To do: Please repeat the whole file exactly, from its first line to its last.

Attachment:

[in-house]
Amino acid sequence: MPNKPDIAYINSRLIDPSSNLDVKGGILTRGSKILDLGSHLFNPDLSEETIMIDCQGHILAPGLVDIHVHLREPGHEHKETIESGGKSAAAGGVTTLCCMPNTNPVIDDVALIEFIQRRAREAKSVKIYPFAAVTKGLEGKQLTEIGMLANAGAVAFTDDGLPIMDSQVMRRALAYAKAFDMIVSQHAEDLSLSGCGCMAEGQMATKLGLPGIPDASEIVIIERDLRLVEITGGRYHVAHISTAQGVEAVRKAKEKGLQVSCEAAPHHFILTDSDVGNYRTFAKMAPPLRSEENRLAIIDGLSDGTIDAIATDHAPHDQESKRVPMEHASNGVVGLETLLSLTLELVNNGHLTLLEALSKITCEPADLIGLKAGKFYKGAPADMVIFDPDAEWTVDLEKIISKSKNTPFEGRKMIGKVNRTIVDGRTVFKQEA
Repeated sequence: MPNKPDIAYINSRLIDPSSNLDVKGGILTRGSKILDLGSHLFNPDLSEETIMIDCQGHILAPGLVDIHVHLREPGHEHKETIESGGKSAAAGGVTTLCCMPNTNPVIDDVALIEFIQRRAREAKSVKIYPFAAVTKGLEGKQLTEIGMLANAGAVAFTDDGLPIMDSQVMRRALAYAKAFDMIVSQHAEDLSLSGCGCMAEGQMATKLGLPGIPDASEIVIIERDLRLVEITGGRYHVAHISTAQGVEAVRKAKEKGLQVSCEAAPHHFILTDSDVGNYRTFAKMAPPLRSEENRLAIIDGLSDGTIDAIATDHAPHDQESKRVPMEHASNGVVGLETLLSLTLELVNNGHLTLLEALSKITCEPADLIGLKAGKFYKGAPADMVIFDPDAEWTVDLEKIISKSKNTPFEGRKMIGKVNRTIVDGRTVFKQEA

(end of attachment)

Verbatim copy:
[in-house]
Amino acid sequence: MPNKPDIAYINSRLIDPSSNLDVKGGILTRGSKILDLGSHLFNPDLSEETIMIDCQGHILAPGLVDIHVHLREPGHEHKETIESGGKSAAAGGVTTLCCMPNTNPVIDDVALIEFIQRRAREAKSVKIYPFAAVTKGLEGKQLTEIGMLANAGAVAFTDDGLPIMDSQVMRRALAYAKAFDMIVSQHAEDLSLSGCGCMAEGQMATKLGLPGIPDASEIVIIERDLRLVEITGGRYHVAHISTAQGVEAVRKAKEKGLQVSCEAAPHHFILTDSDVGNYRTFAKMAPPLRSEENRLAIIDGLSDGTIDAIATDHAPHDQESKRVPMEHASNGVVGLETLLSLTLELVNNGHLTLLEALSKITCEPADLIGLKAGKFYKGAPADMVIFDPDAEWTVDLEKIISKSKNTPFEGRKMIGKVNRTIVDGRTVFKQEA
Repeated sequence: MPNKPDIAYINSRLIDPSSNLDVKGGILTRGSKILDLGSHLFNPDLSEETIMIDCQGHILAPGLVDIHVHLREPGHEHKETIESGGKSAAAGGVTTLCCMPNTNPVIDDVALIEFIQRRAREAKSVKIYPFAAVTKGLEGKQLTEIGMLANAGAVAFTDDGLPIMDSQVMRRALAYAKAFDMIVSQHAEDLSLSGCGCMAEGQMATKLGLPGIPDASEIVIIERDLRLVEITGGRYHVAHISTAQGVEAVRKAKEKGLQVSCEAAPHHFILTDSDVGNYRTFAKMAPPLRSEENRLAIIDGLSDGTIDAIATDHAPHDQESKRVPMEHASNGVVGLETLLSLTLELVNNGHLTLLEALSKITCEPADLIGLKAGKFYKGAPADMVIFDPDAEWTVDLEKIISKSKNTPFEGRKMIGKVNRTIVDGRTVFKQEA